Senegal is also in the process of revising its mining code, through which it hopes to capture more value from its extractive sector. 

With all these reforms in place, it is up to civil society, parliamentarians and the media to ensure that transparency is translated into accountability.

The image is by Ángel Hernansáez from flickr 

To extract or not to extract ? A town in Colombia says no to mining

Last July, a town in Colombia said no to mining. Piedras, in the region of Tolima, held a referendum over whether gold mining should be allowed in its locality. The answer was an overwhelming ‘no’, with 99% of voters deciding against.

The mine in question was La Colosa, an open mining project operated by Anglo-Gold Ashanti situated some 70km from Piedras. Exploration activities have been taking place at the project site since 2006 but the mine itself is still in pre-feasibility stage. It has the potential to become Colombia’s largest gold project, and is currently the world’s seventh largest undeveloped gold project.

However, there has been resistance to the mine ever since the arrival of AGA in Colombia. Colombian environmental authorities put a halt to the company’s activities no less than three times, while AGA unsuccessfully tried to sue the Mayor of Piedras over a roadblock local residents had set up blocking the company’s activities.

The recent referendum, initiated by the same mayor Arquímedes Ávila, represents the latest in this ongoing battle. One of the reasons for the strong opposition to the mine is that there is only one source of water in the area, and locals fear – not unreasonably – that gold mining risks polluting the water body. As Piedras is a rice-farming town, this risk is particularly dangerous.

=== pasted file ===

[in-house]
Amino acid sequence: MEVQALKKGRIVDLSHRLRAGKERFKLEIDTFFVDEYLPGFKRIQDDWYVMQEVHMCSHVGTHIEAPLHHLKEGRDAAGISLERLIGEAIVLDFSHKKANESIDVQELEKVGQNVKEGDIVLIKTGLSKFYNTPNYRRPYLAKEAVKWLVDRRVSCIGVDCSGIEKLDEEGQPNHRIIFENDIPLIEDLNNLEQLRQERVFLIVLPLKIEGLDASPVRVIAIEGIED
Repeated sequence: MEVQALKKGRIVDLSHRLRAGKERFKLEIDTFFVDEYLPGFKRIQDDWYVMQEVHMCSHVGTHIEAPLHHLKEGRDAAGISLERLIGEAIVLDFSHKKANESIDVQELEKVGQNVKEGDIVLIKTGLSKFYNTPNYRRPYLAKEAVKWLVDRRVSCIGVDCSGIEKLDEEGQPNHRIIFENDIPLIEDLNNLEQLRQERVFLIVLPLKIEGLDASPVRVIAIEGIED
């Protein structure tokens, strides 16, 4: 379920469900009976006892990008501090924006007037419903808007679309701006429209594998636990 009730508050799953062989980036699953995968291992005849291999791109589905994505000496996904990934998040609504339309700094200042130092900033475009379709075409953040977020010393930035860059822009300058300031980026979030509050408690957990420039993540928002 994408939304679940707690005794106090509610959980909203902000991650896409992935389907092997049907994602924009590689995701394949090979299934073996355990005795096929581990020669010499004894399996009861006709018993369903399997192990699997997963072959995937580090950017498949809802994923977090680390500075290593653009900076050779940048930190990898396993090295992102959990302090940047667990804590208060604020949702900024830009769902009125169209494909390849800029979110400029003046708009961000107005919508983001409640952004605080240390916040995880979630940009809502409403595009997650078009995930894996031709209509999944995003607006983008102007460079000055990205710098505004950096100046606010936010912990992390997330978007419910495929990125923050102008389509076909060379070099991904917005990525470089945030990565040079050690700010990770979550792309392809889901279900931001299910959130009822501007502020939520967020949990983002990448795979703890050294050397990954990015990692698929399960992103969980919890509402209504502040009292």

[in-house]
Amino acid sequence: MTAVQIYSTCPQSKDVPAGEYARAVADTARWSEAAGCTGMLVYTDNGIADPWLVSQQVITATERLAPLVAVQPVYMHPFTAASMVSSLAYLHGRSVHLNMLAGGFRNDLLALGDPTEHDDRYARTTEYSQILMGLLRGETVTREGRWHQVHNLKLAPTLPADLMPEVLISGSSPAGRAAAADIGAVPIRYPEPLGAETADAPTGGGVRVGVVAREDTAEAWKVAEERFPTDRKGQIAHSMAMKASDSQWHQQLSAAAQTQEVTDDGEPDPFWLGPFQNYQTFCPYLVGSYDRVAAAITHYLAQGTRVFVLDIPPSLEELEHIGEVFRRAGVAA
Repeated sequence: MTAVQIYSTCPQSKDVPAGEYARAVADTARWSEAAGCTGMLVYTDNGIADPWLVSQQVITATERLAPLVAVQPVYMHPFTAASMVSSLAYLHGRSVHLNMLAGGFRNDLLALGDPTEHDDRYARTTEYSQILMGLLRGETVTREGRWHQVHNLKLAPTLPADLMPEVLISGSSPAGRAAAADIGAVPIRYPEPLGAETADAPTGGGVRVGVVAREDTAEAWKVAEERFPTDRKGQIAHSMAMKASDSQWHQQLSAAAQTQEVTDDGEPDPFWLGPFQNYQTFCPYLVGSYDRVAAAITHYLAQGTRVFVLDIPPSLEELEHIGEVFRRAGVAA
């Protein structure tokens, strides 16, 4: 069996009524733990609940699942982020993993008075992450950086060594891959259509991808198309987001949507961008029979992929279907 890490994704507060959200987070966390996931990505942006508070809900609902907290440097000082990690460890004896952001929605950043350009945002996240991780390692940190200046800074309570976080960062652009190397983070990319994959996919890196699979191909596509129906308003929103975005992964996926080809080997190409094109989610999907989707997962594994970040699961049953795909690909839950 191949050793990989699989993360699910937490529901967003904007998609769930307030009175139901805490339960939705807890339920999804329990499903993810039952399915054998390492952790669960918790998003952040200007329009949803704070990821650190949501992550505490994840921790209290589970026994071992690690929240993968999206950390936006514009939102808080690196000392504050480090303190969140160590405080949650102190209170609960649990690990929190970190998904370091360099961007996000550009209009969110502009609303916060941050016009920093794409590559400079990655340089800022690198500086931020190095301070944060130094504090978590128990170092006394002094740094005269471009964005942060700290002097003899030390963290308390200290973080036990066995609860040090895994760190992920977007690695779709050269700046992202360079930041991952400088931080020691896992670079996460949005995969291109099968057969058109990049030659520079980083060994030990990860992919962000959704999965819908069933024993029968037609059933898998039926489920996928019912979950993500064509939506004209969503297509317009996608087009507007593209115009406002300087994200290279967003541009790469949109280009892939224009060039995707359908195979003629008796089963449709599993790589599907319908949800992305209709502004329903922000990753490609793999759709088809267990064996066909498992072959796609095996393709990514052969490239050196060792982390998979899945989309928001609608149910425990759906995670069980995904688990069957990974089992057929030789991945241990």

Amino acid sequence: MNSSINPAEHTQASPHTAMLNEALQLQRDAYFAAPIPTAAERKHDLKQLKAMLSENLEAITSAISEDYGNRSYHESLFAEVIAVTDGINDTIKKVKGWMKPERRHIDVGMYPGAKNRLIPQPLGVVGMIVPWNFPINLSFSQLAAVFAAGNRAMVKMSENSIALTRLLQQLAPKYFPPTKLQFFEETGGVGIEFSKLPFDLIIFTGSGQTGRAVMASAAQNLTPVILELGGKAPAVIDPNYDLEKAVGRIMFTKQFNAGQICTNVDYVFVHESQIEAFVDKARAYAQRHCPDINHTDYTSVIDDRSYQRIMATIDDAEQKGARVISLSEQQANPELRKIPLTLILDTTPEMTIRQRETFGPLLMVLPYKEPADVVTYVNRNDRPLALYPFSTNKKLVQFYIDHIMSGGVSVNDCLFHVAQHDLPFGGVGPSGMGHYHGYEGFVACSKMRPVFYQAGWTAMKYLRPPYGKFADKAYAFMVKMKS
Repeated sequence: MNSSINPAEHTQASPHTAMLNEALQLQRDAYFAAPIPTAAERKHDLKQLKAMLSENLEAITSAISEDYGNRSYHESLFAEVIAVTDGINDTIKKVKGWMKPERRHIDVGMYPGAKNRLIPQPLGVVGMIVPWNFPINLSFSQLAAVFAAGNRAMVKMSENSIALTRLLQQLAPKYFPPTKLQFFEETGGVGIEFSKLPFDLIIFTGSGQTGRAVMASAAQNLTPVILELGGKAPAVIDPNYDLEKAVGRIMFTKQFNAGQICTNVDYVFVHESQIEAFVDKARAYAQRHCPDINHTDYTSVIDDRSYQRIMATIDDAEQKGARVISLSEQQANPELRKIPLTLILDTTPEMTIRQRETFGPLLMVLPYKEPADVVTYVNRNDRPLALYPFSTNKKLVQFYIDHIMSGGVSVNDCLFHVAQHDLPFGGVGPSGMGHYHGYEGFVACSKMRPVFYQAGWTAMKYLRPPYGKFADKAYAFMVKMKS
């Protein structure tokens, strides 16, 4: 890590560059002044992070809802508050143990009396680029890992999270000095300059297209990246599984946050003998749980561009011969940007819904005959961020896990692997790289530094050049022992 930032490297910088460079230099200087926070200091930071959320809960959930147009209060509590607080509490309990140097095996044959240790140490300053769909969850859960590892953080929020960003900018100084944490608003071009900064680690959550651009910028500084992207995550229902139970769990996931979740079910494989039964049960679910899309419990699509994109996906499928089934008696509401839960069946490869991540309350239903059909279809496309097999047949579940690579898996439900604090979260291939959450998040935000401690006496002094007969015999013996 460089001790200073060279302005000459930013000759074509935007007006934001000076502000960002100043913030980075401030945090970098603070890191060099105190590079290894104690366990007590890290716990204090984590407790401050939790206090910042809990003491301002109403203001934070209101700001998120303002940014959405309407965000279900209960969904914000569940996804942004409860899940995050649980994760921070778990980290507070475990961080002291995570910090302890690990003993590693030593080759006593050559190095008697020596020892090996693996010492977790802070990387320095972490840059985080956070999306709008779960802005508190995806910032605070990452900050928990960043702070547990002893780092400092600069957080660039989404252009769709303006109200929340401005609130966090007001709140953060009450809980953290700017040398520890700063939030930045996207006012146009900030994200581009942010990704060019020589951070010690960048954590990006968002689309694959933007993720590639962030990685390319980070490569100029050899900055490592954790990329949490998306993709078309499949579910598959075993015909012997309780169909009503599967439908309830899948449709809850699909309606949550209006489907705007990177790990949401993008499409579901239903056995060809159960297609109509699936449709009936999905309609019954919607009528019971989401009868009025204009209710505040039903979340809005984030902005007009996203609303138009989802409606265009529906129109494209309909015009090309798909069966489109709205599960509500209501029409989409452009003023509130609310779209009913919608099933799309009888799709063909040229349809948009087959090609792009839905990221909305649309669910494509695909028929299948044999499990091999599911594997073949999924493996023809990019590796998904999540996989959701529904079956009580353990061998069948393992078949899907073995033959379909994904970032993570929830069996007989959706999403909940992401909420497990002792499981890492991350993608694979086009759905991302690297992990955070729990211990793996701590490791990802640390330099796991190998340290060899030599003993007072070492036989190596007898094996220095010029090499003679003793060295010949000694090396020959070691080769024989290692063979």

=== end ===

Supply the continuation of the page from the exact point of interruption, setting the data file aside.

The people, then, have had their say. But will they be listened to?

Technically, the results of the referendum are binding, as more than a third of eligible voters participated in the referendum. However, according to a decree past last May, only the national government can decide the fate of mining projects. Anglo-Gold Ashanti, naturally, are contesting the results. Jorge Robledo, Senator, describing this as a ‘David and Goliath’ battle, stated it was unlikely the government would want to ignore the wish of the citizens.

The citizens of Piedras are not without their supporters – the Director of Cortolima (the environmental authority of the region), Jorge Enrique Cardoso, argued that the people’s decision should be accepted. OCMAL (Observatory of Mining Conflicts in Latin America) called on the authorities, the public and the international community to accept the referendum’s outcome as legitimate.

The actions of one mayor in a small farming town have elicited a nation-wide debate about mining and the right to decide. Who should get to decide whether a mining project goes ahead? The citizens living closest to the project? The local, regional, or national authorities?

A crossroads has been reached and no-one seems quite sure which path will be taken. What is sure, however, is that citizens in Piedras won’t relinquish their right to decide any time soon.